November 29 2020 05:48:01 PM
Let’s have a look at adverbials in this blog. Adverbials can be challenging for so many students. If you are an advanced student of English grammar, and you find adverbials frustrating, then keep reading.
Let’s begin by revising what adverbs are. If we look at the word adverbial, we can see that it contains the word adverb. To understand an adverbial, you need to know what an adverb is. Adverbs have a very specific function in English grammar; it’s one of the nine parts of speech. Adverbs modify verbs, adjectives and other adverbs.
Common examples of adverbs are words, such as easily, carefully, quickly, readily, beautifully, and other such adjectives where all we need to do is add -ly to the end of the adjective. However, not all adverbs end in -ly. We have words such as soon, tonight, yesterday, too, well, seldom, there, here, and never. There are many adverbs in English grammar. These are just a few examples. These words do not end in -ly, but they are adverbs because they answer the questions, when, where, how, to what extent, and to what degree. Let’s look at some examples.
We already ate dinner. When?
We ate dinner outside. Where?
We quickly ate dinner. How?
We always eat dinner at 6:00pm. To what degree?
You will notice that the verbs in these four sentences are eat, (simple present tense) and ate, (simple past tense). The adverbs in the above sentences that modify these two verbs, eat and ate, are already, outside, quickly, and always. We can see that in each sentence we answer the questions when, where, how, and to what degree.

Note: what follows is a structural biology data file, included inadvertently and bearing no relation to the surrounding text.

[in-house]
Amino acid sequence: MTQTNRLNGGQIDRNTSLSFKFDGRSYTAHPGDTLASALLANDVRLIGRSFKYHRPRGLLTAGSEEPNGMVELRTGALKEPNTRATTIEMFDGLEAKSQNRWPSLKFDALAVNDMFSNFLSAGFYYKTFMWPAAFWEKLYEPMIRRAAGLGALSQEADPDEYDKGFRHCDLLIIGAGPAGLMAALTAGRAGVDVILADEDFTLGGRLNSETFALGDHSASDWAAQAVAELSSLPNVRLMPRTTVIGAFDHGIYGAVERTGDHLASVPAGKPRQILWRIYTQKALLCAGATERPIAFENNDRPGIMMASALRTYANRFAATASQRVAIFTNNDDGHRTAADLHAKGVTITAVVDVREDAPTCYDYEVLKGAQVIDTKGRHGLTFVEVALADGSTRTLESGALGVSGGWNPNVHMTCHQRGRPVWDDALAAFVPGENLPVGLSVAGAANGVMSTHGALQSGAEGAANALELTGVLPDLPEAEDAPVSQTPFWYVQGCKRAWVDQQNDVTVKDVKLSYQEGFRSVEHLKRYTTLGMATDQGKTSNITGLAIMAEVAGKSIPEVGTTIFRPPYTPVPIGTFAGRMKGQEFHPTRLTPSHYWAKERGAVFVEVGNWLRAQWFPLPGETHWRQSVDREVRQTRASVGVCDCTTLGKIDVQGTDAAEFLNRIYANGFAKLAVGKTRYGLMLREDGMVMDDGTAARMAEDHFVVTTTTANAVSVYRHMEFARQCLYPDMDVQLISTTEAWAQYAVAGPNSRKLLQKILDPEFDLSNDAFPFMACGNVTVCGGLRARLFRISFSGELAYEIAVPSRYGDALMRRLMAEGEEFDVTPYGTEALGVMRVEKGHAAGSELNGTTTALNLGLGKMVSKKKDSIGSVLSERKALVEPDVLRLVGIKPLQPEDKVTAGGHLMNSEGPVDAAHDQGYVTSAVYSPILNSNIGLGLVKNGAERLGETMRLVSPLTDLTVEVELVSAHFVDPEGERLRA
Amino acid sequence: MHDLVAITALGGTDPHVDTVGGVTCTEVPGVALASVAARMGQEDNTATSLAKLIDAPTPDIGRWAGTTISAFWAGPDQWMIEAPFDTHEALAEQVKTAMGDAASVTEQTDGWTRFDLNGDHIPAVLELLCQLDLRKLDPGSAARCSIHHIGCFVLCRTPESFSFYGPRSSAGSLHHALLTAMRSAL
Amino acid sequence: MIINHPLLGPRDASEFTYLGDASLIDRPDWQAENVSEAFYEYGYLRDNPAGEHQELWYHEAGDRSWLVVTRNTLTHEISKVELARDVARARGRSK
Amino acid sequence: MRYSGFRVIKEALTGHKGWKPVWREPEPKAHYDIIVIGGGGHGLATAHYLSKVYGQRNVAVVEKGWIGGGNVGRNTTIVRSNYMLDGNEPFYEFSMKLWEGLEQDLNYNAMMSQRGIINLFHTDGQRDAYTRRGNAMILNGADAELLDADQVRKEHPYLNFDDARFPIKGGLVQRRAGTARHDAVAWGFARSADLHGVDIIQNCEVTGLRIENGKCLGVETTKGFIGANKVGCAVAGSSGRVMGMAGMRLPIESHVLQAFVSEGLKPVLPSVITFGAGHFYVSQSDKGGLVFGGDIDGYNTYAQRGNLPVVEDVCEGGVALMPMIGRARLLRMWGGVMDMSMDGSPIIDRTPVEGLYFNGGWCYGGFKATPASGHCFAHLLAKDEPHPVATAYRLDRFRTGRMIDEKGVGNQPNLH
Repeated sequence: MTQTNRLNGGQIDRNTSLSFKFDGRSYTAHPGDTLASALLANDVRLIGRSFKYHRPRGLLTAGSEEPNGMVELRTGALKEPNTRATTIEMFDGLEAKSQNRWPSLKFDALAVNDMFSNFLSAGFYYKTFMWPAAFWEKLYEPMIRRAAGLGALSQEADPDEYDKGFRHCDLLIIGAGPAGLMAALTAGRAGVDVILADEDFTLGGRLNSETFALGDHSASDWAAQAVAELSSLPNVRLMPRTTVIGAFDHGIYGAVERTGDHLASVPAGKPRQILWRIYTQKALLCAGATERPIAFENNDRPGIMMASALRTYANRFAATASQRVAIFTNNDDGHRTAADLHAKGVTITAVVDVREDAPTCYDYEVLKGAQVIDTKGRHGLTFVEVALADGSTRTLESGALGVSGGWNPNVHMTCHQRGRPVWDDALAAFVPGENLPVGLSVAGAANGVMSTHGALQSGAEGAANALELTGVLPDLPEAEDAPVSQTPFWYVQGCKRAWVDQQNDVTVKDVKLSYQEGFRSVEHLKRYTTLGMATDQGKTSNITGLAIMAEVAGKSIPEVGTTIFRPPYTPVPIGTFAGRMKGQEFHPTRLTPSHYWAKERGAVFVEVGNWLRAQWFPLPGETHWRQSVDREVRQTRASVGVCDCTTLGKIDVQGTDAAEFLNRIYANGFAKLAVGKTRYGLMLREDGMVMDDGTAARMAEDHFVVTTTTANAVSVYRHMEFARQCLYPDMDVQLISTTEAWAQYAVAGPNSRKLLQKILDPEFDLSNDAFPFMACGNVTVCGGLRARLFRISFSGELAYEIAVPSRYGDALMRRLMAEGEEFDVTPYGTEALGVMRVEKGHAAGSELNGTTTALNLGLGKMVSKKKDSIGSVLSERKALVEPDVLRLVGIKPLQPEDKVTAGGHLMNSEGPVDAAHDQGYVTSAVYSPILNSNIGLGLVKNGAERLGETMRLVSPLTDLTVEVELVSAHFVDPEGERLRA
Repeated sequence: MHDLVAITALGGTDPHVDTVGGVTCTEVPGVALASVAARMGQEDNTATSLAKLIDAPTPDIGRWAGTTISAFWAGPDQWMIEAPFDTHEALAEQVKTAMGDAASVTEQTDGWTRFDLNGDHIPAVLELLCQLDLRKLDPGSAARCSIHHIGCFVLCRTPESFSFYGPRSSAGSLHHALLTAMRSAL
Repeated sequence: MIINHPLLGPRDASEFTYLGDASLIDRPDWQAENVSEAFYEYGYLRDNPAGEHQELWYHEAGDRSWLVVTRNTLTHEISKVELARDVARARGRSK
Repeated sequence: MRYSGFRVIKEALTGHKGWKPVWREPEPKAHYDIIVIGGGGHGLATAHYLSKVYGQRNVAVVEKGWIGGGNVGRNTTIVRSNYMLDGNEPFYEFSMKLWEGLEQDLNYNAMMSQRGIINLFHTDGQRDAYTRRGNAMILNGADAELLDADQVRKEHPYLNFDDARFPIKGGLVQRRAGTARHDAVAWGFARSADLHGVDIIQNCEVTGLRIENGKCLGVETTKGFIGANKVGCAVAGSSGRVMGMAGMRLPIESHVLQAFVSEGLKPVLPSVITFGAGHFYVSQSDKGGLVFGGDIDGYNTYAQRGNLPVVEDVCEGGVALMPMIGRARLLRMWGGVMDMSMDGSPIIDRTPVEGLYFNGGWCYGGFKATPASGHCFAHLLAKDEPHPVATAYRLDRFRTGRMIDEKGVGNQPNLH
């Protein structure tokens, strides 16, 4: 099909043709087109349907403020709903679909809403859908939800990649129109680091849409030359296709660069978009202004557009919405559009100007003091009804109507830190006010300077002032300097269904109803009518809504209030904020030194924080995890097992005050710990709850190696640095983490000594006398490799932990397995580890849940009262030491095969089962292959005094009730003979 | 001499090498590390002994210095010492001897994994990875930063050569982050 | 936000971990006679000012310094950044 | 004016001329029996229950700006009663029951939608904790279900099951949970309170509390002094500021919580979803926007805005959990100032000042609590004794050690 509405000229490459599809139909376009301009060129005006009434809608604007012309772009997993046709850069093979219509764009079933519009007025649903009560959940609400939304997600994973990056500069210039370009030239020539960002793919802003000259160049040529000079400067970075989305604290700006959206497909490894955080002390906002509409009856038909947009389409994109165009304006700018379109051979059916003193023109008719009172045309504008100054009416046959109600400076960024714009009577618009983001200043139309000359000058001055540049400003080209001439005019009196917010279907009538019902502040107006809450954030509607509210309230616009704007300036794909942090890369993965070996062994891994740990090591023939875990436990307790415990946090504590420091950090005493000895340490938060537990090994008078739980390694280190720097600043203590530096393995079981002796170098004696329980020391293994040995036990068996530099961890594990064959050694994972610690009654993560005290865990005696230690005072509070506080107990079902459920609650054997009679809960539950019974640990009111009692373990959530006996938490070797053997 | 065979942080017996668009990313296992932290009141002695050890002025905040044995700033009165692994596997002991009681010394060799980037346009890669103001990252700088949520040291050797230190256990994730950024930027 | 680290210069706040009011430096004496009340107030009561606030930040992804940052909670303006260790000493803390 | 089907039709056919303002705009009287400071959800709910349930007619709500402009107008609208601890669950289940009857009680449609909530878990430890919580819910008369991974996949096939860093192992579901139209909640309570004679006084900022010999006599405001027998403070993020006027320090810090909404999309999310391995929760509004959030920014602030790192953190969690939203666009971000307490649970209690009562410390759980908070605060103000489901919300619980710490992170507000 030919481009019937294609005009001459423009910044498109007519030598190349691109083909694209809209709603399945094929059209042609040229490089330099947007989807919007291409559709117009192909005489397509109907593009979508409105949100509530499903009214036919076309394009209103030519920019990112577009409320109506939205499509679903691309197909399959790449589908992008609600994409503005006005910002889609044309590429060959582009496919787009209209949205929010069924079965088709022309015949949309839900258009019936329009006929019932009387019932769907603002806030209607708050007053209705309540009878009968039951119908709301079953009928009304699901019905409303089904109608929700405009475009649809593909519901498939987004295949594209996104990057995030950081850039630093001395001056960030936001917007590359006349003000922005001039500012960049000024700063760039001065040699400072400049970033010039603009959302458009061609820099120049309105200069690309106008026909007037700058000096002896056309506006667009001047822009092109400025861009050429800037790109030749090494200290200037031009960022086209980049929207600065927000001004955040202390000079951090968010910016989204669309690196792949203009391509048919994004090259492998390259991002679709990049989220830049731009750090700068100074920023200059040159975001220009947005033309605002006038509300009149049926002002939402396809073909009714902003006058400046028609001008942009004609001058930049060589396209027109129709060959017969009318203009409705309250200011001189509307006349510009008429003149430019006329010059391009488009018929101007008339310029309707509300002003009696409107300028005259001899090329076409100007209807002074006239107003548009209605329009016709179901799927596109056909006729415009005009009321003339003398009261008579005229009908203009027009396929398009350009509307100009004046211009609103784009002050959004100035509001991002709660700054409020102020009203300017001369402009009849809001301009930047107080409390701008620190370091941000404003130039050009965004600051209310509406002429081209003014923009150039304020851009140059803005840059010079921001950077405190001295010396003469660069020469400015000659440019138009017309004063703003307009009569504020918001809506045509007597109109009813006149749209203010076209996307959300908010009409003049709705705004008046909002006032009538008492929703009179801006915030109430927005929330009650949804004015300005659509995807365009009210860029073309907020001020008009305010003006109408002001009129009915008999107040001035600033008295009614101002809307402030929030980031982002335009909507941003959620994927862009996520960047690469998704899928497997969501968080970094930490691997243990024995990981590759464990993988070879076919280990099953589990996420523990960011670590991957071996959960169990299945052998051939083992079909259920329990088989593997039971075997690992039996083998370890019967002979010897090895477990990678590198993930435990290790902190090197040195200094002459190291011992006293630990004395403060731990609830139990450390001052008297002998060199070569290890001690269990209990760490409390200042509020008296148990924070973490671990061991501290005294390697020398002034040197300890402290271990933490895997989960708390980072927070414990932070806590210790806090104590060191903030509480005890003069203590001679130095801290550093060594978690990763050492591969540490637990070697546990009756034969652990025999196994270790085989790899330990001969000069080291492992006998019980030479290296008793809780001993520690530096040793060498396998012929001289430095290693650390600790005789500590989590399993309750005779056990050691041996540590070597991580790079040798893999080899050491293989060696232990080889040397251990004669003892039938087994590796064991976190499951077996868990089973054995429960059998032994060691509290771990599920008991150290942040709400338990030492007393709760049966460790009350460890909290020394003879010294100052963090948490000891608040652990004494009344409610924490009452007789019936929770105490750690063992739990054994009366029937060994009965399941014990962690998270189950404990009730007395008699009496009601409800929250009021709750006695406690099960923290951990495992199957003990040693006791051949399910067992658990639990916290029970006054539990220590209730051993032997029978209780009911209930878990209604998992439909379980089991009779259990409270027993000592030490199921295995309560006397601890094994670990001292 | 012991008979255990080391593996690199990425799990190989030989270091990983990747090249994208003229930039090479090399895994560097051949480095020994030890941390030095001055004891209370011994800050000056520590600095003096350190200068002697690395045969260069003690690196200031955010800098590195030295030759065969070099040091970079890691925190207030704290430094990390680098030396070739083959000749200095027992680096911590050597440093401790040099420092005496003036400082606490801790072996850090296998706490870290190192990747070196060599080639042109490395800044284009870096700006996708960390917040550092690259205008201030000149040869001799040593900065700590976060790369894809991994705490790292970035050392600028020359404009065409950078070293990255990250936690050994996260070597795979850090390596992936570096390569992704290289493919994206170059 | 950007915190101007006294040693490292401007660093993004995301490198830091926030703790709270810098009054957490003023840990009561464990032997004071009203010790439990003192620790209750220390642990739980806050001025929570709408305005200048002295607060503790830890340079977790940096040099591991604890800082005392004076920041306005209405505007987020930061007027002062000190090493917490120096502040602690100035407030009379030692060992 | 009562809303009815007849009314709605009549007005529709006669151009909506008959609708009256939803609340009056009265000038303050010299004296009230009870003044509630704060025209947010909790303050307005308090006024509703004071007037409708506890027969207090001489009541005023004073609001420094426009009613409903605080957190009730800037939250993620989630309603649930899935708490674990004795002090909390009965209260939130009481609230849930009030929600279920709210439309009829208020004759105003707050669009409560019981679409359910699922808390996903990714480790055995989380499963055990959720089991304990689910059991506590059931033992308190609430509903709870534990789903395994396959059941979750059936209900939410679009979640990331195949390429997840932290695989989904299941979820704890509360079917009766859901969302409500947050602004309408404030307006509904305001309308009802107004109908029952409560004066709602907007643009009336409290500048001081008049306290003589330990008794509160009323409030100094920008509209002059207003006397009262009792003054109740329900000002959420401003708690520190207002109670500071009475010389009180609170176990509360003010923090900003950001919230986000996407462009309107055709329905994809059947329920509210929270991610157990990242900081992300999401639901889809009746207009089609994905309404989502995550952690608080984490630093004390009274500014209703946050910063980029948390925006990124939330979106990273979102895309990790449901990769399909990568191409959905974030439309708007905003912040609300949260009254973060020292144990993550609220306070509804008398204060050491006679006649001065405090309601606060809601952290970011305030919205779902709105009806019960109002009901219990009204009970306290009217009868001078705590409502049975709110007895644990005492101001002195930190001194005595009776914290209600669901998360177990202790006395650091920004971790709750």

So, these four sentences contain adverbials. An adverbial can be one word, or it can be two or more words. The most important thing to remember when learning about adverbials is this: all adverbs are adverbials, but not all adverbials are adverbs. Let’s look at some more examples.
I’ll call Stephanie later.
I think I’ll go to the gym shortly.
Jamie wants to go outside.
I quickly buttered the toast.
The kids eat too many lollies.
Susan listens carefully.
The adverbs in these sentences are – later, shortly, outside, quickly, too, and carefully.
Now let’s look at some sentences where we’re using phrases for adverbials that do not contain single word adverbs.
I’ll call Stephanie in one hour. When?
I’ll go to the gym during the day. When?
Jamie’s place near the shed. Where?
I buttered the toast with a knife. How?
The kids didn’t want to give up their lollies in a hurry. To what extent?
Susan listens with great enthusiasm. How?
The adverbials in the above six sentences are the phrases – in one hour, during the day, near the shed, with a knife, and in a hurry. In all of these short phrases, we can see that they start with prepositions. Each one of these phrases is a combination of words containing prepositions, nouns, adjectives, or articles, but no individual adverbs. In essence, each one of these phrases behave like adverbs because they answer the questions, when, where, how, and to what extent. Stay tuned for another blog on adverbials coming up.